sarcasmharsh, caustic personal remarks to or about someone; less subtle than irony
satireA work that reveals a critical attitude toward some element of human behavior by portraying it in an extreme way. It doesn’t simply abuse (as in invective) or get personal (as in sarcasm). It targets groups or large concepts rather than individuals.
settingTime and place of a literary work
similea figure of speech that uses like, as, or as if to make a direct comparison between two essentially different objects, actions, or qualities; for example, “The sky looked like an artist’s canvas.”
speakerthe voice of a work; an author may speak as himself or herself or as a fictitious persona
stereotypea character who represents a trait that is usually attributed to a particular social or racial group and who lacks individuality; a conventional pattern, expression or idea.
straw mana writer argues against a claim that nobody actually holds or is universally considered weak
stylean author’s characteristic manner of expression – his or her diction, syntax, imagery, structure, and content all contribute
subjectivitya personal presentation of events and characters, influenced by the author’s feelings and opinions
syllogismform of reasoning in which two statements are made and a conclusion is drawn from them
symbolismuse of symbols or anything that is meant to be taken both literally and as representative of a higher and more complex significance
Synecdochea figure of speech in which a part of something is used to represent a whole, such as using “boards” to mean a stage or “wheels” to mean a car – or “All hands on deck.”
syntactic fluencyAbility to create a variety of sentence structures, appropriately complex and/or simple and varied in length.
syntactic permutationSentence structures that are extraordinarily complex and involved. They are often difficult for a reader to follow.
syntaxthe grammatical structure of a sentence; the arrangement of words in a sentence. It includes length of sentence, kinds of sentences (questions, exclamations, declarative sentences, rhetorical questions, simple, complex, or compound).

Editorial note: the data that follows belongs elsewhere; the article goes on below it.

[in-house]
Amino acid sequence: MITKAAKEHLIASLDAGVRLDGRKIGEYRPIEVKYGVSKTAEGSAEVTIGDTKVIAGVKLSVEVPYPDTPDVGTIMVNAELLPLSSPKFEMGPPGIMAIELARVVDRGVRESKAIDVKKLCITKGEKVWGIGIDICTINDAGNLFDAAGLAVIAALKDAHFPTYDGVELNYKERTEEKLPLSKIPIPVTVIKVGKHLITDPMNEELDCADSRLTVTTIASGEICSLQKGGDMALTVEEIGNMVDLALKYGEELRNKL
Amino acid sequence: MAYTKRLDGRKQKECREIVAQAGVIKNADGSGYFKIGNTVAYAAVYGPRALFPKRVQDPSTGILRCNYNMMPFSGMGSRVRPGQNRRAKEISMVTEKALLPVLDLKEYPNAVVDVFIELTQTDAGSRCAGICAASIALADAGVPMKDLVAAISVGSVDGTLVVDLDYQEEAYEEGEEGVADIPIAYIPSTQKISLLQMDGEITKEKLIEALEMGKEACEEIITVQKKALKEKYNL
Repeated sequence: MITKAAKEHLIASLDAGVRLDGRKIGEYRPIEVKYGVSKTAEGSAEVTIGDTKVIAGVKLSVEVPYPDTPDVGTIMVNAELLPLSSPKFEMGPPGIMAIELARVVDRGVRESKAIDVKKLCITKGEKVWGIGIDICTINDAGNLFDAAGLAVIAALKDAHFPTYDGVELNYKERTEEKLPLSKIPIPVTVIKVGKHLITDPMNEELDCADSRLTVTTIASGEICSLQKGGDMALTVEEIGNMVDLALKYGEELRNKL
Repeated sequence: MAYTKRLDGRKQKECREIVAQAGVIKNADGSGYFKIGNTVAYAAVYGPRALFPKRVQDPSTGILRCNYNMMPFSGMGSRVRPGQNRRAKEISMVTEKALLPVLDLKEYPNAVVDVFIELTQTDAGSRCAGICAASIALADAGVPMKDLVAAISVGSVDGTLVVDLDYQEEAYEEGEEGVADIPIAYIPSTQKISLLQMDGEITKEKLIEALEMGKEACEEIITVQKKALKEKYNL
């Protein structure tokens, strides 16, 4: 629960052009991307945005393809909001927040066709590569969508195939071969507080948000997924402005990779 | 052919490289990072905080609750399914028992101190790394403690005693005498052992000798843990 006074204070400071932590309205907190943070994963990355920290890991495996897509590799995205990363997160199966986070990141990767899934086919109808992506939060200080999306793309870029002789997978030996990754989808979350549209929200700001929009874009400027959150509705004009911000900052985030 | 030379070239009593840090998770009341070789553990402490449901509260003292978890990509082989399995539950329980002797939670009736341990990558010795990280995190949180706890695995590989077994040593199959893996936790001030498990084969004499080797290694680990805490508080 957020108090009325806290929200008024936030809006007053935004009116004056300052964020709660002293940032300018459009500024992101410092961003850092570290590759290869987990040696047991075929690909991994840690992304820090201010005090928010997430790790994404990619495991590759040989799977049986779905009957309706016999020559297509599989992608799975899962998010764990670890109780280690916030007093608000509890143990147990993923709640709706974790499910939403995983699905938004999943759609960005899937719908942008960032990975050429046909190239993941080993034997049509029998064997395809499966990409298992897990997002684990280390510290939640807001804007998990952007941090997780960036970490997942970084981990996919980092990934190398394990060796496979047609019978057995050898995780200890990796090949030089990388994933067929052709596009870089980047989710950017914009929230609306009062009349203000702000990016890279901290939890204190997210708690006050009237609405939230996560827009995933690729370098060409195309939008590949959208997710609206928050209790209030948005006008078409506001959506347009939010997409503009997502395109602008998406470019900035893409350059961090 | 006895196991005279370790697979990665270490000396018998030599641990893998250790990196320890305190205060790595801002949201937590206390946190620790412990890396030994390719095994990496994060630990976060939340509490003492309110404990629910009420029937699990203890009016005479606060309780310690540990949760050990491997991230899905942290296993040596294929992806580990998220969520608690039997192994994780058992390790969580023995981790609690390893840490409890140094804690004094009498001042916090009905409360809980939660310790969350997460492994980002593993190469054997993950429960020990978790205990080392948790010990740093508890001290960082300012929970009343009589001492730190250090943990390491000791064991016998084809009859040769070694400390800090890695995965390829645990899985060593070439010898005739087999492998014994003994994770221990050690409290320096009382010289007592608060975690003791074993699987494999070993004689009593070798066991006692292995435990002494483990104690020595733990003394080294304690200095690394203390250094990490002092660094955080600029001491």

themethe central idea or “message” or a literary work
thesisthe main idea of a piece of writing. It presents the author’s assertion or claim. The effectiveness of a presentation is often based on how well the writer presents, develops, and supports this
tonethe characteristic emotion or attitude of an author toward the characters, subject, and audience (anger, sarcastic, loving, didactic, emotional, etc.)
transitiona word or phrase that links one idea to the next and carries the reader from sentence to sentence, paragraph to paragraph
tricolonSentence consisting of three parts of equal importance and length, usually three independent clauses.
understatementthe opposite of exaggeration. It is a technique for developing irony and/or humor where one writes or says less than intended.
unityquality of a piece of writing (also see coherence)
voicerefers to two different areas of writing. One refers to the relationship between a sentence’s subject and verb (active and passive voice). The second refers to the total “sound” of a writer’s style.

British Literature Teacher
Kennesaw Mountain High School
Ellijay, GA

This activity was created by a Quia Web subscriber.
Learn more about Quia
Create your own activities